"Motivation is what gets you started. Habit is what keeps you going."
- Jim Rohn, business philosopher
We are creatures of habit (a behaviour pattern), so the saying goes. It therefore follows that if we minimise the bad habits and maximise the good ones, we will have leadership, business and life licked! If only it were that simple.
The Importance of Habits
Planning plays a critical role in creating a desired vision and blueprint for success. Motivation pours fuel into the tank. Having the right set of competencies – skills and knowledge – is paramount too, but it’s habit that creates a winning routine that enables positive behaviours to be repeated over and over again.
Leadership, Habits and Humility: a Necessary Three-Way Marriage
A key trait to unlock change is having the humility to accept that a negative habit exists in the first instance. We are human beings after all – it’s part of our nature to be perfectly imperfect. I’m sure most people would be willing to say, “I’m not perfect”, but this isn’t real ownership. Admitting the specific behaviour and the cost to the business goes deeper and requires brevity, courage and humility – perhaps a greater benefit to the business than eye lasers.
Humility in Action
Marshall Goldsmith, an acclaimed leadership coach, regularly references his work with Alan Mulally, former CEO of Ford. In 2013, Alan was named third on Fortune’s ‘World’s Greatest Leaders’ list. However, he had to work on his leadership style throughout his career at Ford – from telling staff how to do their job to becoming a facilitator of change. Marshall puts the turnaround down to Alan’s humility and lack of ego. Alan once told Marshall:
“Every day I remind myself that leadership is not about me. It is about the great people who are working with me.”
Do These Bad Habits Sound Familiar?
Exercise is often the first appointment we break under stress and in favour of work-related commitments. Getting back into an exercise regime or becoming more active tends to be a constant goal among leaders. However, endless evidence suggests exercise is important for both our physical and mental well-being and helps us to make better decisions and improve mental agility under pressure.
Procrastination occurs in the pursuit of perfection. An inability to get important things done due to a fear of the end result not being quite right. This is one I know very well and it especially raises its ugly head when I’m about to hit the ‘publish’ button of my latest blog post! I aim for ‘80% happy’ (or thereabouts) and focus on the intention over outcome – adding value, rather than writing a scholarly masterpiece.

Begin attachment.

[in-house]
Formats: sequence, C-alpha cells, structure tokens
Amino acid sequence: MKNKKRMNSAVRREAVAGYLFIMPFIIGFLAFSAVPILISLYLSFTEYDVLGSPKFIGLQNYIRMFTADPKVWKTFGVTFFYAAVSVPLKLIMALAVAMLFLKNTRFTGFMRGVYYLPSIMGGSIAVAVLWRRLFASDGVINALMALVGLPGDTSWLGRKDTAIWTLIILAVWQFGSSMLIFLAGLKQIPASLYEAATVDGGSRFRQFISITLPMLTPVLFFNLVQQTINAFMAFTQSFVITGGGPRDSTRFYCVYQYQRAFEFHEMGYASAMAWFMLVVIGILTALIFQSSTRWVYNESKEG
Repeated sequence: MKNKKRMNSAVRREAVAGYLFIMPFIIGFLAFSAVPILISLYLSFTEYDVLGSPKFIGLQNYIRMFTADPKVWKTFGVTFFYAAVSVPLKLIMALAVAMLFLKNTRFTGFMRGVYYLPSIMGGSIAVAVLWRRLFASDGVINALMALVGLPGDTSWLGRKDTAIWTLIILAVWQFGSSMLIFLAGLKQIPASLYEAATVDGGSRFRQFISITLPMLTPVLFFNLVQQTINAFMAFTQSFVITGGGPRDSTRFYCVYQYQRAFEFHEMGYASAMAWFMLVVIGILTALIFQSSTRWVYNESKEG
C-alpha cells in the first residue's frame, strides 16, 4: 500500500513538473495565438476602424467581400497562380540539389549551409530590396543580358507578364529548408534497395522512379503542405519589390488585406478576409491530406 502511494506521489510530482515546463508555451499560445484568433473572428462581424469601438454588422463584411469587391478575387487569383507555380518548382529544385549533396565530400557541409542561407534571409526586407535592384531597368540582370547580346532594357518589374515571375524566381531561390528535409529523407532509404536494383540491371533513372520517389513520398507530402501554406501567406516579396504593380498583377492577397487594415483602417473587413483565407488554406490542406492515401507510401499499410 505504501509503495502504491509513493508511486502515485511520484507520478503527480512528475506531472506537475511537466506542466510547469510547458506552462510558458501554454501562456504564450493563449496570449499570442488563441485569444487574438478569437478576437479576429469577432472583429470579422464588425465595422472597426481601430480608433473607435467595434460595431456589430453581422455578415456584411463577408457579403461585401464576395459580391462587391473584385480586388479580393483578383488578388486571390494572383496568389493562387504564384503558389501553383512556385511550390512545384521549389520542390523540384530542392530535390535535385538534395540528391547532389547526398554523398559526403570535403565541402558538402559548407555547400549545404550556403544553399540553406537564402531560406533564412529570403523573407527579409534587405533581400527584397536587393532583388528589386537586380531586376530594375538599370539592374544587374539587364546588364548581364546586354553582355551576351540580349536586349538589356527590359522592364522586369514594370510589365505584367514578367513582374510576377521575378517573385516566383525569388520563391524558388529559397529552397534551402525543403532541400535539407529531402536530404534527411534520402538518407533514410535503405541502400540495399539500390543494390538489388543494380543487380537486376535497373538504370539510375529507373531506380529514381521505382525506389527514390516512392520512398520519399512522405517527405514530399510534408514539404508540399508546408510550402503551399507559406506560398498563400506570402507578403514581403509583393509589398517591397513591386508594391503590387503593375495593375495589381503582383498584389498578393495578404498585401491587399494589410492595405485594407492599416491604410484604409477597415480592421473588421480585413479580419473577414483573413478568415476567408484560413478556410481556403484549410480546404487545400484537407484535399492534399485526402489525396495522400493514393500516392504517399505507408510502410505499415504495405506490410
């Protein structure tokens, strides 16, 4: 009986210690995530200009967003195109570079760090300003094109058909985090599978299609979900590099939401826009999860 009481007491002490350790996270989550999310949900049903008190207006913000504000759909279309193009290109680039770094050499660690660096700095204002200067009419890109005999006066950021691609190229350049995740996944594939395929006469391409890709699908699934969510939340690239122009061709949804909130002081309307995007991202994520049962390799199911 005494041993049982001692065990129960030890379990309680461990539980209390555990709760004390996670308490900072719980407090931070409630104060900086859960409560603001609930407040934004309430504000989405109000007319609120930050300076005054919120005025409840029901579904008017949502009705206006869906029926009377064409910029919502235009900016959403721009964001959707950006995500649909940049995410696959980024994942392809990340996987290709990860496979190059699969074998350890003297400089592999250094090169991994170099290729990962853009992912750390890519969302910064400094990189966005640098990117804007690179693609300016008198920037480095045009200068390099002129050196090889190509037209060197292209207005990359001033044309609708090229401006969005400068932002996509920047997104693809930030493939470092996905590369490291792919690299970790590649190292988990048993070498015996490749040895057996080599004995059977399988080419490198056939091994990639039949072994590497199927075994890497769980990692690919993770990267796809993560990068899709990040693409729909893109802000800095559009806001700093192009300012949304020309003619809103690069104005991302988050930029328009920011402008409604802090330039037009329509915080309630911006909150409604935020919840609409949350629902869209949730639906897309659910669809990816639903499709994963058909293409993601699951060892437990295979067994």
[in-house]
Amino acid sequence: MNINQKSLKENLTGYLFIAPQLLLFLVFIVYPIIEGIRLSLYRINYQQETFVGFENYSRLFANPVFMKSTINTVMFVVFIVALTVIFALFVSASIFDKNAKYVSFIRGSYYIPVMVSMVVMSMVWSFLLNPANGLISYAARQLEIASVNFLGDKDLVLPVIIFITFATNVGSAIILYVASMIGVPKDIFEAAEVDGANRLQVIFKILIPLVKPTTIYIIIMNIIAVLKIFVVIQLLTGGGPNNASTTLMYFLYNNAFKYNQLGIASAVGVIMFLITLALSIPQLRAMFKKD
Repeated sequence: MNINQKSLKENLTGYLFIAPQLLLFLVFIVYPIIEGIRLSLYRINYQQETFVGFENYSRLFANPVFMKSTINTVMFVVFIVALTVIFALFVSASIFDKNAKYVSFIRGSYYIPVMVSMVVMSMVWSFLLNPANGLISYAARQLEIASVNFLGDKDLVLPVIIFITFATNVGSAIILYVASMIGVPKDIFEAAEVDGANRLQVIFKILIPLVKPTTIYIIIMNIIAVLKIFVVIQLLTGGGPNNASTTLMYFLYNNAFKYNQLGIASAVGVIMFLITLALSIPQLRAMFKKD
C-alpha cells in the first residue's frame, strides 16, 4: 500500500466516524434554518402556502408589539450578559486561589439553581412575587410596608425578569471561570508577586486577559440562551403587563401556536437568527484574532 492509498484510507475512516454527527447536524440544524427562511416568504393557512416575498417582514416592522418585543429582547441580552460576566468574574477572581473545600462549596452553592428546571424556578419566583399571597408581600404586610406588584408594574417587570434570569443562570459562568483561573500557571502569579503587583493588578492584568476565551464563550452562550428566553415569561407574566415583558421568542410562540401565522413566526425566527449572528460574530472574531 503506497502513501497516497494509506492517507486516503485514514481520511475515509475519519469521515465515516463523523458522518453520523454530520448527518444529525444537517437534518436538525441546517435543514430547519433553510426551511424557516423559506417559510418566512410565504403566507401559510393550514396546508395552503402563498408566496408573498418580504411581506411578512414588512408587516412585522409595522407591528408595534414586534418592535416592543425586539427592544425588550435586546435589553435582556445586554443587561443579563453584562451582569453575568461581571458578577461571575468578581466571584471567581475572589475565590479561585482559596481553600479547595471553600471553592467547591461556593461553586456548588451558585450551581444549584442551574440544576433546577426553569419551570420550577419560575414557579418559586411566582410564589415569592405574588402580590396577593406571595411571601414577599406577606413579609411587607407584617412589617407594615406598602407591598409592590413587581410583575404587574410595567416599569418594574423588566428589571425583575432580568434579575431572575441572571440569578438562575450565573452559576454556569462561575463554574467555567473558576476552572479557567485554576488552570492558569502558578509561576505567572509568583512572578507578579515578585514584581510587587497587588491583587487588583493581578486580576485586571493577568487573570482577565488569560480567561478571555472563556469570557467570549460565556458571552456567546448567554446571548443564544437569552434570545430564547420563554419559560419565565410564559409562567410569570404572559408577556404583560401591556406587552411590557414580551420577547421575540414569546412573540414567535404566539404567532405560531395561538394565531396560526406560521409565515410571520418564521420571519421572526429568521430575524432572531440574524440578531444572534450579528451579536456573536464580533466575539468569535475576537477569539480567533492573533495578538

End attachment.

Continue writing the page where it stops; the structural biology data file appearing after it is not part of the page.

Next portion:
The need to be right is prioritised over all other outcomes. Justifying one’s own importance or intelligence is placed ahead of the opportunity to collaborate, discover new information or ideas and is likely to damage relationships. This particular habit also shines a big bright light on one’s own ego, instead of shining the light on the team, something Mulally pinpoints as critical in effective leadership.
The Psychology of Behaviour Change
According to BJ Fogg, a psychologist and researcher at Stanford University who has studied behaviour change for more than 20 years, three elements must converge at the same moment for a behaviour to occur: Motivation, Ability, and Trigger (a structure that prompts an action). Ding, ding, ding! A clear and simple formula.
Managing Habits: a 10-Point Plan
1. Change the mindset around negative habits. See them for what they are – sabotaging behaviours that are sabotaging your progress.
2. Notice the ‘inner voice’ that is supporting the bad habit (“it’s not a scholarly masterpiece!” or “you’re not good enough!”). The more you notice it, the quieter it will become.
3. Remember, you are always at choice. Don’t convince yourself that negative behaviour patterns are just ‘who I am’. You get to choose.
4. Start small. Set up a daily structure to keep you on track. It might be to spend 5 minutes at the start of each day writing your top 3 ‘must dos’ for the day that’ll mean success for you.
5. Create a routine. Creating a new habit is like building a muscle – it requires a regular workout. A structured routine containing daily actions will support the formation of a new habit.
6. Focus on the present. What can you do today? The past can’t be changed and the future has not yet been written. It’s what you do today that’ll have the biggest impact on future success.
7. Pair habits. BJ Fogg suggests pairing desired new habits with well-established old ones. For example, when you brush your teeth (established daily habit) do 10 squats (desired new habit).
8. Keep a record. Track your progress at the end of each day. Did you do it – Y/N? It’s hard to ignore failure!
9. Share your intentions. Your odds of breaking a habit or creating a new one greatly improves with accountability.
10. Celebrate success! Every little success should be celebrated. It helps to anchor the habit through a positive emotional response.
Next time you want to achieve a goal, refocus your attention on a routine that will turn new desired behaviours into anchored positive habits. A new habit could be the missing link in overcoming the latest challenge. A formula to consider…
Quality Leadership = Motivation + Ability + Trigger x Positive Habits
As a coach, my job isn’t to know more about running a company than you (that’s your job), but to hold a mirror up to behaviour patterns, which will raise awareness and insight around how they support or hinder your goals and leadership. What new habit could take your leadership to the next level?